AECI expects headline earnings per share to rise up to 35%
SOUTH African-based explosives and speciality chemicals company, AECI, said in a trading update yesterday that it expected increased earnings when the group presents its half year results next week.
AECI expects its headline earnings per share (Heps) to be between 381 cents a share and 396c for the six months to end June. This would mean an increase of between 30 percent and 35 percent as compared to the same period in 2016.
“In compliance with the JSE listings requirements, shareholders are advised that for the half year to end June, AECI’s Heps is expected to be between 381c and 396c, that is 30 percent and 35 percent higher than the 293c reported for the half year to end June 2016. Earnings per share (Eps) is expected to between 380c and 394c, also 30 percent to 35 percent higher than the 292c reported for the prior corresponding period,” the group said.
AECI said in the prior corresponding period Heps and Eps were negatively affected by the settlement cost (non-cash) of AECI’s post-retirement medical aid liability. The post-tax effect of this was R98 million, or 93c a share.
AECI’s results for the period are expected to be revealed on or about July 26.
The revival in the agricultural sector might just help to put the group on the right footing.
AECI is focused on providing products and services to a broad spectrum of customers in mining, manufacturing, agricultural food and beverage and general industrial sectors.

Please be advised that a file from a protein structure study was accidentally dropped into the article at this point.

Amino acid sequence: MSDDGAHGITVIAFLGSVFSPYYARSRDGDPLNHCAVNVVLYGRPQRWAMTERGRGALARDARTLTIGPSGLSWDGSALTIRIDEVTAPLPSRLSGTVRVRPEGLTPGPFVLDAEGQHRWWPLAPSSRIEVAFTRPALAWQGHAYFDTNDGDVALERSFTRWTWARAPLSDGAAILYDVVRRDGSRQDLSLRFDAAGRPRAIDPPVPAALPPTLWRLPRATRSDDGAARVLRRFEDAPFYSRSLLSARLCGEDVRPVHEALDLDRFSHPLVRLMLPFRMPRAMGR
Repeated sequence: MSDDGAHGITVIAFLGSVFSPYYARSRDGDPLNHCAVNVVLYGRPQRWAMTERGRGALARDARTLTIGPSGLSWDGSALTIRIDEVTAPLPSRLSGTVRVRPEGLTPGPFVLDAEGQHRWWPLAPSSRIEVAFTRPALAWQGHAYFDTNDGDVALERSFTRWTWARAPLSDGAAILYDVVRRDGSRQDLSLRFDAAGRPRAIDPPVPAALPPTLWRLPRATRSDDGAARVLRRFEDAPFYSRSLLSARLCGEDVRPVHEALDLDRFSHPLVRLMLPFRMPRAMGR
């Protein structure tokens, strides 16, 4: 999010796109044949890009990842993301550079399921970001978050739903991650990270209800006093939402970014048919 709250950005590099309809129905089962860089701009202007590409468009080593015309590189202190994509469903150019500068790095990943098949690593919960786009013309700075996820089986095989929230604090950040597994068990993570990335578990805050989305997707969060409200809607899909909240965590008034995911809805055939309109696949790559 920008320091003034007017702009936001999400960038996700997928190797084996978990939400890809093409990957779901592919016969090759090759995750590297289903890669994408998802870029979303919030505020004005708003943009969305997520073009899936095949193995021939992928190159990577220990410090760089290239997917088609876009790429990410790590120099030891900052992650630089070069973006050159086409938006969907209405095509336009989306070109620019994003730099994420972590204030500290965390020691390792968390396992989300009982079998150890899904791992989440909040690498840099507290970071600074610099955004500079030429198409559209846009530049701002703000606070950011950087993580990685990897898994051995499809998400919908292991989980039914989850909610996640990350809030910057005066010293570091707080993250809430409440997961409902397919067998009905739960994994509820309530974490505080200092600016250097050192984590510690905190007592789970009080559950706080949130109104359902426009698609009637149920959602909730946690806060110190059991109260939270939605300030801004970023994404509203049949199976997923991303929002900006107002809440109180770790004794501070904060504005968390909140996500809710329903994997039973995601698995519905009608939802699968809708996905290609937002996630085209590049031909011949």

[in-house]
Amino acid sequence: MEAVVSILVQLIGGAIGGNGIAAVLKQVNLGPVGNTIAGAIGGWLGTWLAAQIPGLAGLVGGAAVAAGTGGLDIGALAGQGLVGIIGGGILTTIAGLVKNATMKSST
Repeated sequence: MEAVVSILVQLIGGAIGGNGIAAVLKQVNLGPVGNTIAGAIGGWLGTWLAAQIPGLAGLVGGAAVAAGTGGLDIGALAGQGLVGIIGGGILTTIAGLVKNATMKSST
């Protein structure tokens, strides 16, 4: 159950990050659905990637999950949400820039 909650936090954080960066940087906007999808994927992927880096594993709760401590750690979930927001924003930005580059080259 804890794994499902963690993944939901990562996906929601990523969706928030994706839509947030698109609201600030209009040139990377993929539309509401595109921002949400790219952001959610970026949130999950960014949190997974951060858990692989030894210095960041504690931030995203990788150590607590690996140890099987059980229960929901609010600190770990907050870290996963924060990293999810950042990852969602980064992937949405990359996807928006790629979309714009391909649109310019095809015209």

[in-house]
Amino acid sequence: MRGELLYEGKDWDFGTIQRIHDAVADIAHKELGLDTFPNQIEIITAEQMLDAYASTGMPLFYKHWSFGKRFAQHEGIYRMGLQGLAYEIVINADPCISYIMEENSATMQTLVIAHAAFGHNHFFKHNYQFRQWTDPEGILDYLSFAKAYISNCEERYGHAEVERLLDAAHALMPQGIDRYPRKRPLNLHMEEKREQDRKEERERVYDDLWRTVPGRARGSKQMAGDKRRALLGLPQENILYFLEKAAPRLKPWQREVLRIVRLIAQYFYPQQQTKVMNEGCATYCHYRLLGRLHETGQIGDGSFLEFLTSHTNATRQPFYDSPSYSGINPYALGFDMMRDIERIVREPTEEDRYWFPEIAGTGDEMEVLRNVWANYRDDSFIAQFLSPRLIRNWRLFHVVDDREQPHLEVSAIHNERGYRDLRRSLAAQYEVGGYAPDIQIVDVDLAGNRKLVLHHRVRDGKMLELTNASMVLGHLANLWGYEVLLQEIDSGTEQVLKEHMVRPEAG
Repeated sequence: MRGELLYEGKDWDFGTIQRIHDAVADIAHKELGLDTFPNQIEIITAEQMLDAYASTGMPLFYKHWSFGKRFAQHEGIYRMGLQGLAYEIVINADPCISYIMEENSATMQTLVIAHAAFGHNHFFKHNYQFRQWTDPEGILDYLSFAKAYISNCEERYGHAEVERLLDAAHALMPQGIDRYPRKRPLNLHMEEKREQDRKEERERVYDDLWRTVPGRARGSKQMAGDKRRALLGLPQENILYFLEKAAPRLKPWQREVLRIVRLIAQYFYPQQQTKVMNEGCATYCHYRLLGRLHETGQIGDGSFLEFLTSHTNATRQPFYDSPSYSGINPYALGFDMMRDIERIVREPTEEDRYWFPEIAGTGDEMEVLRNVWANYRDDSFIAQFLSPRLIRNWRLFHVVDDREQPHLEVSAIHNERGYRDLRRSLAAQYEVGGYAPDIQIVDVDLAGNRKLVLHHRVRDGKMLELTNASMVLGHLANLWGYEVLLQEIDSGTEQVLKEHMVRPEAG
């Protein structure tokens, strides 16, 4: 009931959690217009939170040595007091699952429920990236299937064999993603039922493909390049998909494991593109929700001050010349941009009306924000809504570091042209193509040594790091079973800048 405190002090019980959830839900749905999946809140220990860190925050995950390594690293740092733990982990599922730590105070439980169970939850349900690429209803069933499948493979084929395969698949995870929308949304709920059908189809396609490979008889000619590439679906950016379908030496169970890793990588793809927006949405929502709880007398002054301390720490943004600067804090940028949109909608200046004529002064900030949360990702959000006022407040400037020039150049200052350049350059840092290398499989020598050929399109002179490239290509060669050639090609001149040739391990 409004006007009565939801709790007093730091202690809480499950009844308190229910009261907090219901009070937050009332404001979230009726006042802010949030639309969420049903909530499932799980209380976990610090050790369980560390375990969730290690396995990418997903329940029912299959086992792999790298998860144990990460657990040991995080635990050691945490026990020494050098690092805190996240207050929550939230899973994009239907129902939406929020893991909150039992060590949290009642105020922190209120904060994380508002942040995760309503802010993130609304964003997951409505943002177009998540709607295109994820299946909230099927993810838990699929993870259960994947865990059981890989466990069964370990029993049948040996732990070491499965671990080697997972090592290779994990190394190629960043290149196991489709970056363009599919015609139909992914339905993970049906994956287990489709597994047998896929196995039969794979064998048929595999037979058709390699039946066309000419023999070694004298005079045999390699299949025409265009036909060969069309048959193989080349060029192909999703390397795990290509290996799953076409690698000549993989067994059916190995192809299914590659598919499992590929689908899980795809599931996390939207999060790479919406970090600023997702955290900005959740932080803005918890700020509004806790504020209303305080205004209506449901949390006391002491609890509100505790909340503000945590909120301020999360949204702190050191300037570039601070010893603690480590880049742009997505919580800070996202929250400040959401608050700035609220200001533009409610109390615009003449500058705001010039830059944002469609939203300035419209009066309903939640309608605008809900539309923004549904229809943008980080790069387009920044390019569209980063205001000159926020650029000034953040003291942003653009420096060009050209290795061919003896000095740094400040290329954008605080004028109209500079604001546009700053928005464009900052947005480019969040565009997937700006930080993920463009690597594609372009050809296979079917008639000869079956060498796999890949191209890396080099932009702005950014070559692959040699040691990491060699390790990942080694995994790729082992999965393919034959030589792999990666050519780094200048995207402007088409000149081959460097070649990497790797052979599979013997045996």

The group operates in five different areas, which are mining operations, water solutions, agrochemicals, food additives and ingredients, and explosive and speciality chemicals.
In the six months to end June 2016, the business was negatively affected by a constrained environment in South Africa and abroad. This constrained environment led to lower profits as the group reported 42 percent decline in operating profit to R571m.
The company, which has operations in more than 20 countries, said both its core businesses of mining and agriculture had undergone a lean spell during the period with the fall in commodity prices and a drought that had crippled the agricultural sector in southern Africa. However, the revival in the agricultural sector might just help to put the group on the right footing.
At the beginning of 2017, the Crop Estimates Committee predicted that South Africa would record a harvest maize crop in this harvesting season with 15.63 million tons.
The group’s chief executive Mark Dytor said the drought had cost the company between R30m and R40m in the last period. The improved rainfall in summer should give the group’s agricultural business a much-needed boost.
Mark Dytor, the chief executive of AECI, said the improved rainfall in summer should give the group’s agricultural business a much-needed boost.